Oil futures prices have broken above the trading range where they have been since February when the market was expecting supply and demand would balance quickly as a result of the OPEC/non-OPEC deals. But those hopes were dashed because the global demand was in a seasonal decline, and inventories remained stubbornly high.
Prices managed to break higher due to a combination of circumstances:
U.S. and Global Inventories
Hurricane Harvey in the U.S. Gulf of Mexico (GOM) disrupted refinery operations, causing product stocks to draw rapidly. It was followed by Hurricane Nate, which disrupted crude oil production in the GOM.
In addition, U.S. crude exports reached record levels recently, averaging 1.744 million barrels per day (mmbd) over the past four weeks, a gain of 293 % from the same weeks a year ago. Petroleum product exports have also been strong, averaging 5.125 mmbd in the same period, up 23% v. a year ago.
Together, these trends have reduced U.S. inventories by 40 million barrels since the week ending September 8th. Global OECD stocks have dropped about 51 million barrels from May through September, though this is largely due to normal seasonal trends.
One major factor holding prices down had been the U.S. oil industry response to higher oil prices early in the year. But production trends have slowed, and the oil-directed rig count has dropped 31 in the U.S. since early August to 737. More importantly, it is 147 below the linear uptrend. The implication is that U.S. production growth poses less of a downside risk to prices.
Recent data from the Commodity Futures Trading Commission (CFTC) in its Commitments of Traders (COT) reports show that oil producers have reduced their hedge sizes as prices moved higher, rather than increase them. The lack of hedge selling has enabled prices to move higher. In addition, speculative long positions have been increasing, reflecting a greater confidence by traders that prices will go higher. And speculative short positions remain relatively high, creating the possibility for much more short-covering (buying) by this group to limit their losses.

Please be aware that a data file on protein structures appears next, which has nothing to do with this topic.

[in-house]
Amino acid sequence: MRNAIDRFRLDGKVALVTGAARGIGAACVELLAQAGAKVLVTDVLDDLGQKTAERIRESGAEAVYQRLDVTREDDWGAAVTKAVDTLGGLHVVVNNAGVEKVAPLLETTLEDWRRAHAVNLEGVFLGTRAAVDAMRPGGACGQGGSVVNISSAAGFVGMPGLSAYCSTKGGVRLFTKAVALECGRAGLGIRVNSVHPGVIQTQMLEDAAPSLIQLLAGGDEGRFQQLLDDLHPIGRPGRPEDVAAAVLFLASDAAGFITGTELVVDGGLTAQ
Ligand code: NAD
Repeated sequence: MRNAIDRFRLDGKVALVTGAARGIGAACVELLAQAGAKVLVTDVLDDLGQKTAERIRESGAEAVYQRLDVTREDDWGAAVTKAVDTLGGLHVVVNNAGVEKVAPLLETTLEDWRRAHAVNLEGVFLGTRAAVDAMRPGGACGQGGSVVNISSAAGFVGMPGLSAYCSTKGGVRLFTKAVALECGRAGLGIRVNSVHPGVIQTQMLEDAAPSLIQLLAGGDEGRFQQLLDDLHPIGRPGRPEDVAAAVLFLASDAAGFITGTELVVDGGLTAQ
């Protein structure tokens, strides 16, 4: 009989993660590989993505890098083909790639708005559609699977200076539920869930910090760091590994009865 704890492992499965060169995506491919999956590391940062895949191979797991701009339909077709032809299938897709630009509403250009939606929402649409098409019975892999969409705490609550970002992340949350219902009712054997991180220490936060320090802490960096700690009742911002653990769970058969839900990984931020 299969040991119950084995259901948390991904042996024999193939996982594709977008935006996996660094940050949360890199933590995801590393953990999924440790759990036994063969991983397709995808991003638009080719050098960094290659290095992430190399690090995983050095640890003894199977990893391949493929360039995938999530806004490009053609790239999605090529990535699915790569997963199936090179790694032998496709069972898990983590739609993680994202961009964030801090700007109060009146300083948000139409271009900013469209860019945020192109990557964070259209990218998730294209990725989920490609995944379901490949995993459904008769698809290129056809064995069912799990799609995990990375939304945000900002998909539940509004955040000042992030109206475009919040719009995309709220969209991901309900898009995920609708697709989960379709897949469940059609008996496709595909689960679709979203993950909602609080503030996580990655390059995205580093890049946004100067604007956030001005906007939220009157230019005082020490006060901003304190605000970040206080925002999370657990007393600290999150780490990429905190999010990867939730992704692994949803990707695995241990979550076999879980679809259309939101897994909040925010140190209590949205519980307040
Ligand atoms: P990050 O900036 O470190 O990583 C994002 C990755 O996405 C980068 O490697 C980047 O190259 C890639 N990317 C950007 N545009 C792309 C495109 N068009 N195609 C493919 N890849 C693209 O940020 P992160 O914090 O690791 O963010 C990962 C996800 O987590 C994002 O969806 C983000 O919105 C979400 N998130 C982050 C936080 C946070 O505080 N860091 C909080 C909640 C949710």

Following the Kurdistan region’s referendum for independence, which Baghdad does not recognize, Iraq’s forces seized control of all oil fields in the Kirkuk region from Kurdish forces. The result has been a disruption in oil flows of about 200,000 b/d. The issues involving the Kurds, and their potential effects on oil flows, have yet to be resolved.
President Trump decertified Iran’s compliance with the nuclear power agreement. If a new solution is not found by January, U.S. sanctions may be imposed on Iran. While I do not expect a military conflict to ensue, I believe that the issue is adding a risk premium to oil prices.
OPEC/non-OPEC Deal Extension
When the King of Saudi Arabia made the first-ever trip to Russia by a Saudi king, President Vladimir Putin said, “Russia is open to extending a deal with OPEC to curb oil supplies to the end of 2018.” Putin added that he would wait until March, the deal’s current termination, before finalizing Russia’s decision.
Saudi Arabian Crown Prince Mohammed bin Salman said he would “of course” back an extension on the deal beyond March. Saudi officials had not previously stated their intentions, only that all options were open.
Saudi Energy Minister Khalid al-Falih said that the group would consider how to taper the restoration of production once the deal terminates. “When we get closer to that (level) we will decide how we smoothly exit the current arrangement, maybe go to a different arrangement to keep supply and demand closely balanced so we don’t have a return to higher inventories,” he said.
Saudi Oil Minister, Khalid Al-Falih, arrives to the Future Investment Initiative conference in Riyadh, Saudi Arabia October 24, 2017. REUTERS/Faisal Al Nasser
The breakout of oil prices from the trading range, experienced for much of 2017, appears to be justified for now. After the OPEC meeting in late November, the market will face a new test when the seasonal slowdown in demand gets underway, probably enabling global oil stocks to begin building again.
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INO.com Contributor - Energies